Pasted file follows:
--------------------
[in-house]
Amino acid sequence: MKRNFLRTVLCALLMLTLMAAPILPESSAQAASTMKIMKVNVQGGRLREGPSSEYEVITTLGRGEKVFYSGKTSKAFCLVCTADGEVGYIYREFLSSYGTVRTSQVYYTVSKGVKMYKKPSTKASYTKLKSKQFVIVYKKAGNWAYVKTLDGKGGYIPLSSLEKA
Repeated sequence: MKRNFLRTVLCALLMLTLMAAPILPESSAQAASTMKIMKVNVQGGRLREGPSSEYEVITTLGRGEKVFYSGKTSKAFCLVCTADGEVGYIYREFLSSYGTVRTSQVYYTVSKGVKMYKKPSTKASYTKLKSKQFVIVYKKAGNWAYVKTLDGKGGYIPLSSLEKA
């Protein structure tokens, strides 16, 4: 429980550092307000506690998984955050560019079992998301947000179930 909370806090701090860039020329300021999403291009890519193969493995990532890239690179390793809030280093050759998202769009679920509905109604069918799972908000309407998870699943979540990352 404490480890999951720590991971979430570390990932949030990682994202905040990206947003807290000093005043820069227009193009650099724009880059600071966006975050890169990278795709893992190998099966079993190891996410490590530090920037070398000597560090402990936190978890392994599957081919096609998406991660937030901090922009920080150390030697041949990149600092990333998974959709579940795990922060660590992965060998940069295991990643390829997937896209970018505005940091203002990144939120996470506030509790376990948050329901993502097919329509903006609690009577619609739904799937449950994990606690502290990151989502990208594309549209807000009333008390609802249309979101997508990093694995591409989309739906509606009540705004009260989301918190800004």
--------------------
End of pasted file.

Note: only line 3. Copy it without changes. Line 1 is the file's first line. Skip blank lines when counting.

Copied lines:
Repeated sequence: MKRNFLRTVLCALLMLTLMAAPILPESSAQAASTMKIMKVNVQGGRLREGPSSEYEVITTLGRGEKVFYSGKTSKAFCLVCTADGEVGYIYREFLSSYGTVRTSQVYYTVSKGVKMYKKPSTKASYTKLKSKQFVIVYKKAGNWAYVKTLDGKGGYIPLSSLEKA